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Big Hit

This weekend the LA Opera presented three works: Verdi’s “Otello,” and two one-act operas, Ullmann’s “The Broken Jug” and Zemlinsky’s “The Dwarf,” which are part of the “Recoverd Voices” project, devoted to works suppressed by the Nazis.

“The Dwarf” was by far the weekend’s highlight, and this long-forgotten tragedy, presented here in its West Coast premiere, is much bigger than its obscurity would suggest.

For “Otello,” the combination of a beauty-deprived score by Verdi, unexciting production values, and an emotionless portrayal of the tragic hero by Ian Storey, made this telling of Shakespeare’s tragedy considerably less engrossing than American Ballet Theater’s voiceless version we attended last summer.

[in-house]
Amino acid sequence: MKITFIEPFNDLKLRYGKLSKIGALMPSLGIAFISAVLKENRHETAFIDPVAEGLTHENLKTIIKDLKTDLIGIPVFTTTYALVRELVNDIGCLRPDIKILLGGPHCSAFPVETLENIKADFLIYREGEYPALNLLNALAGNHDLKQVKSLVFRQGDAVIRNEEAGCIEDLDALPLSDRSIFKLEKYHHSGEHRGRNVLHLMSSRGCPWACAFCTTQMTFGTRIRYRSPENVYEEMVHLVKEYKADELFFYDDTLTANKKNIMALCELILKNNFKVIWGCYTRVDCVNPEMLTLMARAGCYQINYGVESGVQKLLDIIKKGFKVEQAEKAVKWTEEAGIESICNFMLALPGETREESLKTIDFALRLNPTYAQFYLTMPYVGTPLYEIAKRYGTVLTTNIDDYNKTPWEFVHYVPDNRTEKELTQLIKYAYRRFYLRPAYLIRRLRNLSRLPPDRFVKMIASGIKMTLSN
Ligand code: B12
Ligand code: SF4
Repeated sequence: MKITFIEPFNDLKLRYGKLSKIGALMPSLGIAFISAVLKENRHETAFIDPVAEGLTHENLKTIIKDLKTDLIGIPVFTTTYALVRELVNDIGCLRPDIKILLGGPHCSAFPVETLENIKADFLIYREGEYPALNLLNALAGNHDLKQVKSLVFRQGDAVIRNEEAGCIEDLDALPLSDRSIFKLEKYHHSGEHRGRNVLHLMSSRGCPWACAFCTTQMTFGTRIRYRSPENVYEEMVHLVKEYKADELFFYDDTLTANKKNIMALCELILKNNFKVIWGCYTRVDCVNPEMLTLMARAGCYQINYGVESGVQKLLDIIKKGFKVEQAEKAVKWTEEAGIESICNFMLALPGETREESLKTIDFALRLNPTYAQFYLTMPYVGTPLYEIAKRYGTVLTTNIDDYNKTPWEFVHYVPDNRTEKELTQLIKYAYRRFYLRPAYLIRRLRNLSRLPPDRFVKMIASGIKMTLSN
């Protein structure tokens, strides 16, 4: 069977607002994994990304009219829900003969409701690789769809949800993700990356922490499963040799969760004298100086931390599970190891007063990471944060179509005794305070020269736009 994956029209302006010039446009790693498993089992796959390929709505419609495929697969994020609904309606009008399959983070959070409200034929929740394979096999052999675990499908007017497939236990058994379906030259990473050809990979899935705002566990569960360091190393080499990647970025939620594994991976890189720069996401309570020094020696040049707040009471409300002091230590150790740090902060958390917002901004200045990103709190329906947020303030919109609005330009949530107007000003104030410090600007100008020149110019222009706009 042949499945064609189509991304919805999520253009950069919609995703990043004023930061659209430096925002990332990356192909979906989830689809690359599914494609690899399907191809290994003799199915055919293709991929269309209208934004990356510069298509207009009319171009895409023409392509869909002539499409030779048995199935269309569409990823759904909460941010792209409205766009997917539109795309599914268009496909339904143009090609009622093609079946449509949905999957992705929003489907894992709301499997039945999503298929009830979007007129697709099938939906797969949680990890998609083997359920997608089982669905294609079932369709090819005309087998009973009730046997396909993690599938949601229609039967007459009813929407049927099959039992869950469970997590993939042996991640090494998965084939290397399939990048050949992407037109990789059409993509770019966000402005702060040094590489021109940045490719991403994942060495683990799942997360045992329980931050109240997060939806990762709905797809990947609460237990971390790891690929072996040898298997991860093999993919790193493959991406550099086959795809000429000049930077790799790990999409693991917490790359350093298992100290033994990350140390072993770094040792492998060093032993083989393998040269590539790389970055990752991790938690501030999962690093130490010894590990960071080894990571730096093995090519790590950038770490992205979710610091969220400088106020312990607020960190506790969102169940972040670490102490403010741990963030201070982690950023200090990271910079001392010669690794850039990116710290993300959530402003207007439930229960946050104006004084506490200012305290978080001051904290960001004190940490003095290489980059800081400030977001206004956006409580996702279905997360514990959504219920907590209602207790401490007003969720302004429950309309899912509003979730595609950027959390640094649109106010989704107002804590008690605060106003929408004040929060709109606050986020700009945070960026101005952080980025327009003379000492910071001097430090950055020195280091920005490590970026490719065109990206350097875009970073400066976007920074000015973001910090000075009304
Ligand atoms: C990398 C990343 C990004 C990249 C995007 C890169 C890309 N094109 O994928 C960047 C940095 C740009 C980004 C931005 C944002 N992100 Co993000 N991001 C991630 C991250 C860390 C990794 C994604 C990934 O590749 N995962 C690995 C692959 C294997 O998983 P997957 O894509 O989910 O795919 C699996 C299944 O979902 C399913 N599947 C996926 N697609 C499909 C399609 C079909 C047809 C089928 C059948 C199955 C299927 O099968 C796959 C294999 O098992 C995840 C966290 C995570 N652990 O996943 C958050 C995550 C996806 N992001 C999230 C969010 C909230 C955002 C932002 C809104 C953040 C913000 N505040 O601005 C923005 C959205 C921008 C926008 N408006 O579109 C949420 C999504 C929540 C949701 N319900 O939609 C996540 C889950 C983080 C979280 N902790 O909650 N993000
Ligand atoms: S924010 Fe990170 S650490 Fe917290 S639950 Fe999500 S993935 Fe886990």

“The Broken Jug” opened with swirling melodies and a clever ballet scene set in silhouette behind a scrim, then fell into passable material perhaps overhyped because of its previous suppression.

But “The Dwarf,” loosely based on a short story by Oscar Wilde and written in a Richard Strauss-type idiom full of dramatic intensity, proved a giant of emotional pathos, earning Rodrick Dixon (pictured) an enthusiastic and much-deserved standing ovation. The only people who rose for “Otello” were heading to the parking garage.

If your ticket budget only allows for one show this month, you may be tempted to opt for the titanic pairing of Verdi and Shakespeare over two unknown composers. That would be the wrong choice. — CMC